Sunday, 17 August 2014

Words of vile contempt

"Roger de Portlaunde, clerk of the Sheriff of London, made plaint to Ralph de Sandwich, Warden of the City of London, …that Robert de Suttone, in the full Court of Thomas Romeyn, Sheriff of the same city, which the said Roger was then holding in the name of his master aforesaid, on Thursday the morrow of St. James the Apostle, in the 19th year of the reign of King Edward, cast vile contempt upon him, the said Roger, in contempt of our Lord the King, by saying these words in English, --'Tprhurt, Tprhurt,' because he would not allow him, the said Robert, to plead in his Court, before he had reformed his conduct towards the Warden of the city of aforesaid, by whom he had been before suspended for certain trespasses alleged against him; and because he would not submit to being forbidden by the said Roger; and thereupon uttered the aforesaid words, --'Tprhurt, Tprhurt, Tprhurt', to his damnifying, and in manifest contempt of our Lord the King."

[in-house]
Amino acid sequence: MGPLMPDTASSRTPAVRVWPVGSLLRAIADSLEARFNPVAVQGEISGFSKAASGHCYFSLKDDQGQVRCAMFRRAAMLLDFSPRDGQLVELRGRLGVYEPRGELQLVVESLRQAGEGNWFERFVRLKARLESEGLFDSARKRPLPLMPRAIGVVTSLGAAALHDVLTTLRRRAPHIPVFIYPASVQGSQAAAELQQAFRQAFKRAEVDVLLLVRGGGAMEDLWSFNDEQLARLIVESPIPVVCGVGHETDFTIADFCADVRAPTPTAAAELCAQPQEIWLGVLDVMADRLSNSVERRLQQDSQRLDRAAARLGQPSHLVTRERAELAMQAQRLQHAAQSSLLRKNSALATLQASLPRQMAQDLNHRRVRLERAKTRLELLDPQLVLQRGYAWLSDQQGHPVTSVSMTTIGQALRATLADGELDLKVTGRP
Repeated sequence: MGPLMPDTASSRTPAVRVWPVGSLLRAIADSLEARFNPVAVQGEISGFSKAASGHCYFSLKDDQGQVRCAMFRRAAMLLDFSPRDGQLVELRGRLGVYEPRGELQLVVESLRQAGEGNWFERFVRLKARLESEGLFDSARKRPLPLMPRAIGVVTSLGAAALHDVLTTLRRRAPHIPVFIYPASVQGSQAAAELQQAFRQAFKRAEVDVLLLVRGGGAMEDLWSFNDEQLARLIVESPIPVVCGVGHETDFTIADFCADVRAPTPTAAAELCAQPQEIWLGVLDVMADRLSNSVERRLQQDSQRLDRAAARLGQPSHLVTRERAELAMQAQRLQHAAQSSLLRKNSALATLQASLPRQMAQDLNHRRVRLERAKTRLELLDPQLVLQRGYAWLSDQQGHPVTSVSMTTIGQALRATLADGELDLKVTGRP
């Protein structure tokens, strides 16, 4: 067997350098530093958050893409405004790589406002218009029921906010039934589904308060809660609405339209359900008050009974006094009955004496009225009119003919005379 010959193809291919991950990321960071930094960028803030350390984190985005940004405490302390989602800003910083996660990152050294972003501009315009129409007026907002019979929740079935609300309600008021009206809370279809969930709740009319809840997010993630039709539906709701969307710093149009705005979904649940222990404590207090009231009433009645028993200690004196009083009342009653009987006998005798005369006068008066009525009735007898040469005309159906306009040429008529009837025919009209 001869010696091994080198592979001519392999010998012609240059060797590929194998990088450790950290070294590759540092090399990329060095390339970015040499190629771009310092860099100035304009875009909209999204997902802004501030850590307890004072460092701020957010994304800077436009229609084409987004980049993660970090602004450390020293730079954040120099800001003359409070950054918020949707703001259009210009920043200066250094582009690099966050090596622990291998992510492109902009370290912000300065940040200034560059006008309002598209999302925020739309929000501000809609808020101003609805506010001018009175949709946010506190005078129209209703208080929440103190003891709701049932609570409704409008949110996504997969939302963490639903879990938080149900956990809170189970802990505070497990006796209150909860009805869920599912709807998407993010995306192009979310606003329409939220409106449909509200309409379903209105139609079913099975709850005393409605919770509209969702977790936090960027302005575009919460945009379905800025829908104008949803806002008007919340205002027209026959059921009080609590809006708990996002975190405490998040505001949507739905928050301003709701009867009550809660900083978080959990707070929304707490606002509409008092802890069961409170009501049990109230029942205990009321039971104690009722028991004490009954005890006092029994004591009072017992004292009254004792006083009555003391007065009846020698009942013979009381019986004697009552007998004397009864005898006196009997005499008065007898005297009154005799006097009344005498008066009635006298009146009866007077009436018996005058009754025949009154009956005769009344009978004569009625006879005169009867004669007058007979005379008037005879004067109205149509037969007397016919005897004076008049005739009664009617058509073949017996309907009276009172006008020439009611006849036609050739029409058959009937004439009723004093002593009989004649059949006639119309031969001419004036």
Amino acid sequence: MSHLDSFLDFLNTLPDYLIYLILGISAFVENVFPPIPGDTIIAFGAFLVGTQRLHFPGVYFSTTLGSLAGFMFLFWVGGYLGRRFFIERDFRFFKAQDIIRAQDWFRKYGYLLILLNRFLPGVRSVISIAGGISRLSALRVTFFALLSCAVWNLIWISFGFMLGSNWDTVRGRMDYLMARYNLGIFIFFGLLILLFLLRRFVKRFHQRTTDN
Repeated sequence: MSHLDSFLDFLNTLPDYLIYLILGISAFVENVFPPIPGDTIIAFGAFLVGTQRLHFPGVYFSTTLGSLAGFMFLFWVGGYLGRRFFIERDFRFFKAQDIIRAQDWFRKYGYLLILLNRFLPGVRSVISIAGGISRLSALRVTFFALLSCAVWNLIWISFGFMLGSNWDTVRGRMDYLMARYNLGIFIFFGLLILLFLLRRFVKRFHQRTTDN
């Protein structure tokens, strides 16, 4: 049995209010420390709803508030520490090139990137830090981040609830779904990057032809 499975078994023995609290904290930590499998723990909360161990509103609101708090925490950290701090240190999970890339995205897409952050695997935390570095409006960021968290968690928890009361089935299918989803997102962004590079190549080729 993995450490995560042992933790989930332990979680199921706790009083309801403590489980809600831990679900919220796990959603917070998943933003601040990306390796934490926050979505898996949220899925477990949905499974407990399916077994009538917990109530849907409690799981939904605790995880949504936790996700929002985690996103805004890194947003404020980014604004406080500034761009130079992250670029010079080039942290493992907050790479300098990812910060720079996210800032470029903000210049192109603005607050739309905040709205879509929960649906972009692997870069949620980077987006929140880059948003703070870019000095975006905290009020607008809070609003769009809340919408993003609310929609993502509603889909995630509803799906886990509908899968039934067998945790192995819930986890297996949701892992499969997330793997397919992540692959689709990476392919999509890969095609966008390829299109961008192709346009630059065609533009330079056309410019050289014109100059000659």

Memorials of London and London Life, 1276-1419  Henry Thomas Riley

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